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Understanding Niacin Formulations
John A. Pieper, PharmD

Abstract
Niacin is an important therapeutic option for the treatment of dyslipidemias and is the only agent currently available that favorably affects all components of the lipid profile to a significant degree. Niacin has consistently been shown to significantly reduce levels of total cholesterol, lowdensity lipoprotein (LDL) cholesterol, triglycerides, and lipoprotein (a), while having the greatest highdensity lipoprotein (HDL) cholesterol–raising effects of all available agents. Niacin has also been shown to significantly reduce coronary events and total mortality. Niacin is available in 3 formulations: immediate-release (IR), sustained-release (SR), and a newer formulation, niacin extendedrelease (ER), all of which differ in their pharmacokinetic, efficacy, and safety profiles. Conventional niacin therapy has notable limitations that include flushing, most often seen with IR formulations, and hepatotoxicity, associated with SR formulations. These side effects are related to the absorption rate and subsequent metabolism of niacin as delivered from the different products. Niacin ER has a delivery system allowing absorption rates intermediate to that of niacin IR and SR. As a result, niacin ER achieves the efficacy of niacin IR with a reduced incidence of flushing and without the hepatic effects seen with niacin SR. The pharmacist should be familiar with the differences among and the advantages and disadvantages of each formulation to educate patients and help them achieve the optimal therapeutic benefit of niacin while minimizing adverse effects.
(Am J Manag Care 2002;8:S308-S314)

iacin, also known as nicotinic acid, was introduced in the mid 1950s as the first effective lipid-modifying agent. By inhibiting the mobilization of free fatty acids from peripheral tissues, niacin reduces hepatic synthesis of

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triglycerides (TG) and the secretion of very low–density lipoprotein (VLDL); niacin may also inhibit the conversion of VLDL into low-density lipoprotein (LDL). Niacin increases high-density lipoprotein (HDL) cholesterol by blocking hepatic uptake of apolipoprotein A-1, decreasing clearance, and increasing the amount of HDL cholesterol available for reverse cholesterol transport.1,2 Niacin is unique in that it has favorable effects on the complete lipoprotein profile. It has been shown to significantly reduce levels of total cholesterol (TC), LDL cholesterol, and TG. Furthermore, niacin is the only available agent that significantly lowers lipoprotein (a) and has the greatest HDL cholesterol-raising effects of all available agents.3 In addition, niacin was the first lipid-altering agent shown to significantly reduce coronary death and nonfatal myocardial infarction, as well as total mortality, in patients with documented coronary heart disease in the Coronary Drug Project (CDP), a large, prospective trial.4,5 Despite the efficacy of niacin in improving lipid profiles and its demonstrated role in secondary prevention, several factors have limited its widespread use. The primary limitation of immediate-release (IR) (or plain) niacin is prostaglandin-mediated facial and truncal flushing, which is experienced by most patients during the initial days of treatment.6 Although symptoms diminish over time, many patients stop therapy before tolerance develops.7 Other unwanted effects include itching, mucous membrane irritation, and diarrhea. Another limitation of niacin IR is the multiple-dosing requirement (ie, 2 or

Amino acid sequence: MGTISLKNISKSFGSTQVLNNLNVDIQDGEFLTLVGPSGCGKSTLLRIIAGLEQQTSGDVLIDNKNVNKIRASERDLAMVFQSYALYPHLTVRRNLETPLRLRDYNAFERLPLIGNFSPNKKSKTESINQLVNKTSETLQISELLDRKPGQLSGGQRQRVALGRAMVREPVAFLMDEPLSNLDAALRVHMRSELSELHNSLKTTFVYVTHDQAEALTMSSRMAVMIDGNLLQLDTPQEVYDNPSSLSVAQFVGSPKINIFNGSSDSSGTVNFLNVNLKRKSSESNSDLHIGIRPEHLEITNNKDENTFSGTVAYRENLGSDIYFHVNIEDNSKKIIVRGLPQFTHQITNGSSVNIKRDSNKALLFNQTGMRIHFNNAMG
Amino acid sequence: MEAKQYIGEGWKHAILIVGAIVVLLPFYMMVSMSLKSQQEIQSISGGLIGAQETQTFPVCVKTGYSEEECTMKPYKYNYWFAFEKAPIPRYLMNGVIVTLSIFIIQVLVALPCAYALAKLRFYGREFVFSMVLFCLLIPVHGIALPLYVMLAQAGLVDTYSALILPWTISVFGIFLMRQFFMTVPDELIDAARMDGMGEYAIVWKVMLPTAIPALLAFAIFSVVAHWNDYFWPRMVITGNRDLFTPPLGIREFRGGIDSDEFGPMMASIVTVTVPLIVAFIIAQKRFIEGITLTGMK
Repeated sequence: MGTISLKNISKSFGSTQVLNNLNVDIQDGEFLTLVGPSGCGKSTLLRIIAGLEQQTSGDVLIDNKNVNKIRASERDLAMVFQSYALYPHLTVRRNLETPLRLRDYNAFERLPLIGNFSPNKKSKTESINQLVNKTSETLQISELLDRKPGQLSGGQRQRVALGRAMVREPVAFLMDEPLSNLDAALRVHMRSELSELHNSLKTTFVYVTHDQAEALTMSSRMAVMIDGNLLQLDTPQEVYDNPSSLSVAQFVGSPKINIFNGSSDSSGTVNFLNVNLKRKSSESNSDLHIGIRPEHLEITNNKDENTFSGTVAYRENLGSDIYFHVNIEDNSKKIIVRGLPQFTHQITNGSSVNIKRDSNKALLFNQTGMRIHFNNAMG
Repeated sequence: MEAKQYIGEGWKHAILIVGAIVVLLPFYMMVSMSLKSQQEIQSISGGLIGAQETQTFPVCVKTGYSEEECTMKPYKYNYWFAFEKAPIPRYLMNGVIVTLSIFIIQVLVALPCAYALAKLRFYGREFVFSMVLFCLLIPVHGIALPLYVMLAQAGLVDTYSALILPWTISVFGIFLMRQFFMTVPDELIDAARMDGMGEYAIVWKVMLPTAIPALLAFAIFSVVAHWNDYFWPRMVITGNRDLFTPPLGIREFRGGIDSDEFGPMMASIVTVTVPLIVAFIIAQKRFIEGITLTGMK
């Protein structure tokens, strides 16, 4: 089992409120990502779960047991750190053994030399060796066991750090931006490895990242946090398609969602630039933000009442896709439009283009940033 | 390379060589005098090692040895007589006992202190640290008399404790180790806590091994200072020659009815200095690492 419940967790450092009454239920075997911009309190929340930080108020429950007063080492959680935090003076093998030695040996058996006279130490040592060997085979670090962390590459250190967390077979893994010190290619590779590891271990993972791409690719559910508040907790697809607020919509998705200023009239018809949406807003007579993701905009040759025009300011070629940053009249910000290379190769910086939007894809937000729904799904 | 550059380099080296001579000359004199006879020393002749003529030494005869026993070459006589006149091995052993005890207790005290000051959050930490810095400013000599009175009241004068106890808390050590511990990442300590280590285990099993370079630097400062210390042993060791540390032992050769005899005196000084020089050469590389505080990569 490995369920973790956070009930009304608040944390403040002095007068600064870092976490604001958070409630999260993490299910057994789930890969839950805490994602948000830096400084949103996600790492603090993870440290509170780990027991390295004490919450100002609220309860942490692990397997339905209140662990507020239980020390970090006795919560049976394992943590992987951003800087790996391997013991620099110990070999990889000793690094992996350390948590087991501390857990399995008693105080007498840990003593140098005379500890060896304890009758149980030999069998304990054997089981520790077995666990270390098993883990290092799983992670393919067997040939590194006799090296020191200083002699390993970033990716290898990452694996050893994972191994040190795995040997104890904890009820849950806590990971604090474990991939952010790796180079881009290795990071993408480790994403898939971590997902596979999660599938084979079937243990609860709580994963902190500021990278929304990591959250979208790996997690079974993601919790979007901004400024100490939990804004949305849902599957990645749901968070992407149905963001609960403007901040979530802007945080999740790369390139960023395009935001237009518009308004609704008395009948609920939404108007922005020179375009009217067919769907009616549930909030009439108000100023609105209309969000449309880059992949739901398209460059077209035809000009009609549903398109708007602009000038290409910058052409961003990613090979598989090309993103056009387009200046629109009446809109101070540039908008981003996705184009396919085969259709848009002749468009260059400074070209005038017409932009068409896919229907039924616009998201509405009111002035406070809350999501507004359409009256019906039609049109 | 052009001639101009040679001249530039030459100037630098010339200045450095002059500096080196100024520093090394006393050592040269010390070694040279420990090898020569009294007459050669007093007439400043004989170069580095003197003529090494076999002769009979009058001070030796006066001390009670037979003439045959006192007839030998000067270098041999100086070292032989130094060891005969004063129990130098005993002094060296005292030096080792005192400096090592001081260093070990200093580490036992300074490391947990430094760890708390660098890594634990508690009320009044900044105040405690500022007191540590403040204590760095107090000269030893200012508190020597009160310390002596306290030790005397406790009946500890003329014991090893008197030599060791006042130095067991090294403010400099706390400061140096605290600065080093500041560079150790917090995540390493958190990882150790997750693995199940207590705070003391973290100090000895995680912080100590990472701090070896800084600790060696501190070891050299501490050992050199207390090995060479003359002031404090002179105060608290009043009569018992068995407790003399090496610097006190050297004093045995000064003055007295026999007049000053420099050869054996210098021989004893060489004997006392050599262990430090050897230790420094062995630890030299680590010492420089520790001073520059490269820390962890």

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Understanding Niacin Formulations 3 times a day).7 Niacin IR has been approved by the US Food and Drug Administration (FDA) for the treatment of dyslipidemias and is available over the counter. In an attempt to reduce flushing, sustained-release (SR) niacin formulations were developed in the 1960s. The clinical use of some of these products, however, has suggested an increased incidence of hepatotoxicity and gastrointestinal intolerance.8 The studies reviewed in this article demonstrate that although niacin SR reduces flushing and itching, it has inconsistent effects on lipoprotein parameters and is associated with an increased risk for various side effects. Sustained-release formulations, which are not FDA approved for the treatment of dyslipidemia, are usually sold over the counter as health food supplements. Niacin extended-release (ER), a recently introduced intermediate-release niacin formulation, has a unique delivery system that allows drug absorption over 8 to 12 hours. This formulation was developed in an attempt to achieve the lipid-lowering efficacy of niacin IR with a reduced incidence of flushing and to minimize the hepatotoxicity seen with longer-acting formulations. Niacin ER is FDA approved for the treatment of dyslipidemia and is available by prescription only.9
Pharmacokinetics of Niacin

Figure 1. The Metabolic Pathways of Niacin
O COH Glycine conjugate (flushing) NUA N Amidation pathway (hepatotoxicity) NAM 6HN NNO MNA NAD 2PY 4PY